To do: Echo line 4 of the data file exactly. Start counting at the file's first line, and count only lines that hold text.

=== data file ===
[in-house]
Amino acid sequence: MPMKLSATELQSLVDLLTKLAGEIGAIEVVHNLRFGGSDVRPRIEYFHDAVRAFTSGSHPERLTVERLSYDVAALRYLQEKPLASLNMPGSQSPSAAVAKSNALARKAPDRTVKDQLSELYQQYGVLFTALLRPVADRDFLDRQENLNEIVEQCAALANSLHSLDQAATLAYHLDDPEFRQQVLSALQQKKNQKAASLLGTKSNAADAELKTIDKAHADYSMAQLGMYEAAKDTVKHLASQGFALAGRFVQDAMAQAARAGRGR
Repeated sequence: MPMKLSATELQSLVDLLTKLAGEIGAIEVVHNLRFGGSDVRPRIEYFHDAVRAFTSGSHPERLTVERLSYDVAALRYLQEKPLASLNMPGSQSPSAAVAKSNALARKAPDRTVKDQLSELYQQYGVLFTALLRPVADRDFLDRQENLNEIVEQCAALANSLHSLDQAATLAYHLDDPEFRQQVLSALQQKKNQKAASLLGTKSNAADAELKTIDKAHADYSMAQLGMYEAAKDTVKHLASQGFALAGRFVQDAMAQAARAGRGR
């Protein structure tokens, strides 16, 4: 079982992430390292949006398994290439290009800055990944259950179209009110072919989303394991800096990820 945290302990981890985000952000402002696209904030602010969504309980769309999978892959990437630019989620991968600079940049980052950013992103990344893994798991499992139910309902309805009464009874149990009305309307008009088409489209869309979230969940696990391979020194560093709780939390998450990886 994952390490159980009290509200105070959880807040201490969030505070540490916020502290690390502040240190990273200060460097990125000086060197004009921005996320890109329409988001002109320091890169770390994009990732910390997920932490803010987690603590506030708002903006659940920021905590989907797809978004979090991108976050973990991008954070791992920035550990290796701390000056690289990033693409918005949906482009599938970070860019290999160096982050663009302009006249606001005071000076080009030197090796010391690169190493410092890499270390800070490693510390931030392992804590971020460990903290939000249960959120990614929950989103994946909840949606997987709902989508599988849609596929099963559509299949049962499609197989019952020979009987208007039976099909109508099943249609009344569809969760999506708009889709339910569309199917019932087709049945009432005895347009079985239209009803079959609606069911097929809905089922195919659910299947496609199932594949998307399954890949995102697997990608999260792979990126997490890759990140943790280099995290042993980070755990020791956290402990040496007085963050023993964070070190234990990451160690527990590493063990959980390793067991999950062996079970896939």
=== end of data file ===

């Protein structure tokens, strides 16, 4: 079982992430390292949006398994290439290009800055990944259950179209009110072919989303394991800096990820 945290302990981890985000952000402002696209904030602010969504309980769309999978892959990437630019989620991968600079940049980052950013992103990344893994798991499992139910309902309805009464009874149990009305309307008009088409489209869309979230969940696990391979020194560093709780939390998450990886 994952390490159980009290509200105070959880807040201490969030505070540490916020502290690390502040240190990273200060460097990125000086060197004009921005996320890109329409988001002109320091890169770390994009990732910390997920932490803010987690603590506030708002903006659940920021905590989907797809978004979090991108976050973990991008954070791992920035550990290796701390000056690289990033693409918005949906482009599938970070860019290999160096982050663009302009006249606001005071000076080009030197090796010391690169190493410092890499270390800070490693510390931030392992804590971020460990903290939000249960959120990614929950989103994946909840949606997987709902989508599988849609596929099963559509299949049962499609197989019952020979009987208007039976099909109508099943249609009344569809969760999506708009889709339910569309199917019932087709049945009432005895347009079985239209009803079959609606069911097929809905089922195919659910299947496609199932594949998307399954890949995102697997990608999260792979990126997490890759990140943790280099995290042993980070755990020791956290402990040496007085963050023993964070070190234990990451160690527990590493063990959980390793067991999950062996079970896939």